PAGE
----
Frank Cottrell-Boyce on TV
Life ends at El Dorado
Asking a soap writer to review the opening episodes of El Dorado, is like asking a brickie what he thinks of Carl André's famous work 'Bricks.' 'Bricks' is not a piece of shoddy workmanship that you suck your teeth and shake your head at. 'Bricks' is so devoid of skill, cleverness, expression or functionality, that it is impossible to apply the usual critical criteria to it. It is a pile of bricks and in some way this is sublime.
El Dorado too is a pile of something. And it too is devoid of all the qualities we normally look for in entertainment. In production terms, the opening episode was simply not broadcast quality. The sound was appalling. The light in certain key shots did not match. The script was beyond discussion. The sets wobbled. Punctuality was the only quality it shared with mainstream TV drama. It started exactly at 7pm. But it was, in its way, sublime.
I was birdwatching once in Spain and saw a hoopoe. Now a hoopoe is a very rare bird. In the I-Spy Book of Birds, you got 30 points for a hoopoe. You would not get much more for spotting the Holy Spirit in the form of a dove. But my companion said seeing it here did not count. You had to see it in Britain.
What happens in Spain does not count if you are British. This is why people have holiday romances and wear ridiculous shorts. What happens in Spain is a long, bright dream, in which you can reinvent yourself. A good soap should be just this, of course, a reinvention of ourselves. Think of the beers - Newton & Ridley at the Rover's (cheap and creamy), Shires at The Bull (potent and traditional). Joy's Bar on the other hand sells San Miguel and Pepsi. The Pepsi is most striking because bars in southern Spain offer a whole range of amusing colas - Jolly Cola, Sporty Cola, Sexy Cola, Walky Cola and my favourite, Soca Cola. But if Joy's bar was stocked from the shelf, its customers were bin ends.
I have seen every single 'character' in El Dorado before, usually in a sitcom. Gwen for instance, the rubber-gloved, long-suffering mum crawled out of the waste disposal of Ever Decreasing Circles. Snowy is actually Benny from Crossroads. The rest are from the Queen Vic. They are all masterpieces of complexity compared to Fizz (a Bimbo) and Pillar (big breasts).
The way you introduce a character in a series like this is crucial. Pillar was shown trotting a horse around a ring while the camera peered with Benny Hill intensity at her bouncing bosom. If the characters were thin, the language was atrophied. You will not hear the Holdsworthian imperative, 'Don the motley, Mr Watts', here, nor even Bobby Grant's warning, 'wind your neck in'. Instead we had, 'I could give her one,' and 'get stuffed'. There was a moment when I thought the German boy had said 'washing up bowel' but this turned out to be the result of poor sound, not good writing.
At first this nullity was irritating but after a while it became mesmeric. It was so derivative that it seemed not to be taking place at all, to be a collection of gestures in the direction of drama, like an endless trailer. This ersatz quality was emphasised by the show's postmodern reflexivity. One of the main characters was introduced by means of a video shown in the bar. So we watched actors acting out the act of viewing an actor acting someone acting up. The baddie (Marcus) too was caught on the video of a kind of Roger Cook person. Marcus said, wittily, 'are you going to move or am I going to move you?'. And surely the oddly incongrous sign for Texas Homecare was a wry comment on the show's own flat-pack wobbliness.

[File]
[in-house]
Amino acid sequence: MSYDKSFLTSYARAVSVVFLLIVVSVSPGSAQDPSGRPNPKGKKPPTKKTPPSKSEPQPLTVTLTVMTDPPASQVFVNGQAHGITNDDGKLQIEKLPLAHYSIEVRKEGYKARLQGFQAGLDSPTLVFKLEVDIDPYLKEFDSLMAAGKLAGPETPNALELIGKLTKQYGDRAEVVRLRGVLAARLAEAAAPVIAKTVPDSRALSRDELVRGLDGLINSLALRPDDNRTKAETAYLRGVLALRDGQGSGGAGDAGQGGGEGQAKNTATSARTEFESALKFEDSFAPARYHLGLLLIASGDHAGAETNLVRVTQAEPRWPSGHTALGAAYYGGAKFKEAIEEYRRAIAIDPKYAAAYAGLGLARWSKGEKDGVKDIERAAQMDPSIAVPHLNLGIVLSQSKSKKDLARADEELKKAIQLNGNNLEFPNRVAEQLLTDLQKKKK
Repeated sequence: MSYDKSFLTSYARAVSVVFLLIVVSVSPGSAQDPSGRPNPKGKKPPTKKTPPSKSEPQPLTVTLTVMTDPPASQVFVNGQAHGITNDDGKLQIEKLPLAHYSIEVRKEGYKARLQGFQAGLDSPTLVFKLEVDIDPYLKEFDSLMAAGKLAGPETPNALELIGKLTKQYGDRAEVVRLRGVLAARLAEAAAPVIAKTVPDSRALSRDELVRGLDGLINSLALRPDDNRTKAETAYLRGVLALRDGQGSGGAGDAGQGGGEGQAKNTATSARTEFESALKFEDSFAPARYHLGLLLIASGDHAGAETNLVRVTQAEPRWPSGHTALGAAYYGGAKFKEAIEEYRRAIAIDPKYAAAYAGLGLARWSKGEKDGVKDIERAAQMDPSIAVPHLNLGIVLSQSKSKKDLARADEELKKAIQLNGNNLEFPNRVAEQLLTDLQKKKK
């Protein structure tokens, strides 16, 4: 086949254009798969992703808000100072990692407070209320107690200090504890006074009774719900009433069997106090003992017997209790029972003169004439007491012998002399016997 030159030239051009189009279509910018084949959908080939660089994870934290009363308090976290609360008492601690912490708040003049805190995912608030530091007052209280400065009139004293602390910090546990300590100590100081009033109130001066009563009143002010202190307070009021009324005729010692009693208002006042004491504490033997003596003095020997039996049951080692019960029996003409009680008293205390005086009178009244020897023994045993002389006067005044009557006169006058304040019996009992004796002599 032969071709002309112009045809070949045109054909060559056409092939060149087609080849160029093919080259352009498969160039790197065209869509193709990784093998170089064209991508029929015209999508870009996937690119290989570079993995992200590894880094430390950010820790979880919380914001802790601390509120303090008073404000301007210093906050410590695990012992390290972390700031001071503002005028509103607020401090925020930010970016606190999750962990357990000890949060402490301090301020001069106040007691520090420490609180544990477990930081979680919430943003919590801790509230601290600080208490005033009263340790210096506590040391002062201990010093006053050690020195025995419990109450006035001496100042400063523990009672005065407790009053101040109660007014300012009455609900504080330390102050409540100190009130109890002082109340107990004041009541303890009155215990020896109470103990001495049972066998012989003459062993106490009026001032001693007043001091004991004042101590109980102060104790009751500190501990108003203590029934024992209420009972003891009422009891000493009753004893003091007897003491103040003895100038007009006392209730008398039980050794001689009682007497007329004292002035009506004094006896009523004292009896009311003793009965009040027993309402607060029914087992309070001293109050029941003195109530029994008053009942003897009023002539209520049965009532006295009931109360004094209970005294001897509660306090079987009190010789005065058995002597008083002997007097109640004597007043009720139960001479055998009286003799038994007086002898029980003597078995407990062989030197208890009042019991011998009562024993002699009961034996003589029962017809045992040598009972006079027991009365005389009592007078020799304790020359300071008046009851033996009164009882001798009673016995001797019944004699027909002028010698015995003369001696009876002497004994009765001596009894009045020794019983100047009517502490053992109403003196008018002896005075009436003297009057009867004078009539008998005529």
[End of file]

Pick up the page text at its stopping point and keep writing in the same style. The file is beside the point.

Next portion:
Coronation Street offers an enriched version of home, something both comfortingly familiar and compellingly vivid, like memory itself. El Dorado, on the other hand, offers a picture of life diminished, depleted, dried out. It reminded me most strongly of Philip K Dick's astonishing novel of exile, The Three Stigmata of Palmer Eldritch, in which settlers on Mars spend most of their time taking drugs and staring at a kind of Barbie doll's house, using chemicals and plastic to build a shabby, fragile version of home. Faced with infinity, the human imagination implodes, busying itself with the comforting tokens of normality - brand names, old jokes, stock characters, 'these fragments I have shored against my ruin'.
El Dorado gave a similar picture of humanity washed up, exhausted and enfeebled, on the barren shores of time. The title - with its historical overtones of gold-lust and genocide, vying with the yearning for the Fountain of Youth and the possibility of earthly paradise - is surely the most bitterly ironic since Samuel Beckett's Happy Days, in which the only character gabbles aimlessly while sinking into the sand.
But at least with Beckett and Eliot you can close the book and hug your kids. The Beeb have leased the site of El Dorado for 10 years, subjecting the viewing and tabloid-reading public to its nihilistic howl with a persistence that even Andy Warhol would never have attempted. This is creative bravery indeed. Unless you happen to think that the human mind is not depleted or exhausted, in which case it's just a load of bricks; and the San Miguel and Pepsi is just naked product-placement.
You can get 50-1 at Ladbroke's on El Dorado having less than six million viewers by the end of the year. What d'you reckon? As I've outlined, it's a question of epistemology. I never put money on epistemological questions. To do so implies the existence of a truly objective bookie and this is logically absurd.
A piece of insider gossip to finish off - Gary Lineker and Stan Hey are developing a drama series for Central TV about a British footballer who gets transferred to Spain. Terry-Thomas is apparently slated for the part of Graham Taylor.
Reproduced from Living Marxism issue 46, August 1992